The New York Times Legal Aid Society.

Media criticism.
Dec. 19 2005 7:08 PM

The New York Times Legal Aid Society

The newspaper helps a very young pornographer find a lawyer.

New York Times reporter Kurt Eichenwald shows his fellow journalists how to build a deeply sourced investigative story in today's (Dec. 19) "Through His Webcam, a Boy Joins a Sordid Online World." Eichenwald plays a hunch into a bigger story. He convinces an important source—a boy whom pornographers and predators victimized—to confide in him. He pores over computer files the source provided, he digs for more information, he assembles a paper trail that leads to the profiteers of Web child-pornography, and he succeeds in opening a major criminal investigation.

Who but a monster would not automatically pat the reporter on his back for coming to the aid of the boy, Justin Berry, who is only 13 years old when we meet him in the story? Well, your friendly local press critic, for one. While I admire Eichenwald's journalistic enterprise and thoroughness, I'm astonished at how he loses control of his 6,500-word investigation when he appears two-thirds through it to serve not as a reporter but as the legal advocate and protector of the now 19-year-old Berry. *

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For those who haven't read the story—and I urge everybody to do so—here's a summary: A battered and lonely kid, Berry subscribes to the EarthLink Internet service in 2000 so that he can get a bonus Webcam and use it to meet people—even "some girls my age," he says.

He registers his Webcam at a user site hoping to engage other teens. Instead, Berry hears from sexual predators, one after another, as they view him. Liking what they see, the predators give him gifts through Amazon's "Wish List." They pay him cash to take off his pants, more to drop his shorts, more for sexual performances. An online "fan" arranges for the 14-year-old Berry to attend a computer camp, where the fan molests him. Another fan helps the 15-year-old Berry rent an apartment down the block from his family's home where he can conduct his burgeoning pornographic enterprise away from mom's eyes. By 2003, the 16-year-old Berry has partnered in the porn business with his father and then with another adult. He offers four-tiered subscription rates for monthly, three-month, six-month, and annual memberships and takes "the cash to support a growing cocaine and marijuana habit," Eichenwald writes.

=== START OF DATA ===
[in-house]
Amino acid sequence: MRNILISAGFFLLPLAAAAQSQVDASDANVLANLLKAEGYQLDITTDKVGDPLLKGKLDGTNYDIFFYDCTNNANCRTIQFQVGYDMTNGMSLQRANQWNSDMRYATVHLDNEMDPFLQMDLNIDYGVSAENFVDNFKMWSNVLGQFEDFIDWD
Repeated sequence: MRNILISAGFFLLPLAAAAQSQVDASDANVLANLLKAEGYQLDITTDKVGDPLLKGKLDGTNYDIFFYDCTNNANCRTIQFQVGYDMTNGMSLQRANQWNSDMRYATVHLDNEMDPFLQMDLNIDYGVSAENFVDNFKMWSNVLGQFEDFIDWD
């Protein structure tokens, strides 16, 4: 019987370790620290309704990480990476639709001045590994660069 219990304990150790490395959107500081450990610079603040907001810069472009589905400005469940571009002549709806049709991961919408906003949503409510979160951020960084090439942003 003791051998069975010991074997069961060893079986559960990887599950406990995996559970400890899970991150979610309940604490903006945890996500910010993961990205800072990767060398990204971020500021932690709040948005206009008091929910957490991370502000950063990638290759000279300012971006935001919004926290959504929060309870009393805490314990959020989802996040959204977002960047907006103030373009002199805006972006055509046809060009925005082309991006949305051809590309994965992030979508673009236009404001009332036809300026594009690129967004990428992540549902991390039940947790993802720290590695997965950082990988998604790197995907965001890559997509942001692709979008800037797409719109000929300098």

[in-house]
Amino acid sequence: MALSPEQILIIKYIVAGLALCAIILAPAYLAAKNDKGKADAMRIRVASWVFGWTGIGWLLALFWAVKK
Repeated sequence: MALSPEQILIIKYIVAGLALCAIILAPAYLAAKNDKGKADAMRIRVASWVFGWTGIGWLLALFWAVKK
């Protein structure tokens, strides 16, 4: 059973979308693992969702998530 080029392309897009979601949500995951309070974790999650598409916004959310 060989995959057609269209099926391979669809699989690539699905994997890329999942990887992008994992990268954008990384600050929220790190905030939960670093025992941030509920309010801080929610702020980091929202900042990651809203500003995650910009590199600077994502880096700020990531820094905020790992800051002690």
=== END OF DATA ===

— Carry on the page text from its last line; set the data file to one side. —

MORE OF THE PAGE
Suddenly, Eichenwald's detailed and specific story turns to haze. Between October 2003 and June 2005, when Eichenwald first encountered Berry online, Berry attempts to leave the life; he contemplates suicide; he re-embraces Christianity; he fills his porn sites with religious tracts. But then he backslides into the life, re-entering the Web porn business with a partner on a new site featuring himself and "other boys he helped recruit." These events, which stretch over about 20 months, consume only four paragraphs in Eichenwald's narrative. He writes:

Justin was now 18, a legal adult. He had crossed the line from under-age victim to adult perpetrator.

As this point—June 2005—Eichenwald the reporter appears as a character in the story to intervene into the adult Berry's life. The two got together in Los Angeles shortly thereafter. He writes:

In the days that followed, Justin agreed in discussions with this reporter to abandon the drugs and his pornography business. He cut himself off from his illicit life. He destroyed his cellphone, stopped using his online screen name and fled to a part of the country where no one would find him.

As he sobered up, Justin disclosed more of what he knew about the Webcam world; within a week, he revealed the names and locations of children who were being actively molested or exploited by adults with Webcam sites. After confirming his revelations, The Times urged him to give his information to prosecutors, and he agreed.

Justin contacted Steven M. Ryan, a former federal prosecutor and partner with Manatt, Phelps & Phillips in Washington. Mr. Ryan had learned of Justin's story during an interview with The Times about a related legal question, and offered to represent him.

In other words, Eichenwald helped convince Berry to quit porn and quit drugs. He found him a lawyer. The lawyer, in turn, persuaded federal prosecutors to give Berry immunity for serving as the state's witness.

What extraordinary intervention! The analogies aren't perfect, but imagine a Times reporter encountering an 18-year-old who had been thrust into the illicit drug business at 13 as a consequence of his neglectful family and unscrupulous dealers? Would he help the young man leave the drug trade and find him a lawyer at a Washington firm who is "a former federal prosecutor," as Eichenwald did Berry? Not likely. Would a Times reporter extend similar assistance to an 18-year-old female prostitute? An 18-year-old fence? A seller of illegal guns? No way.

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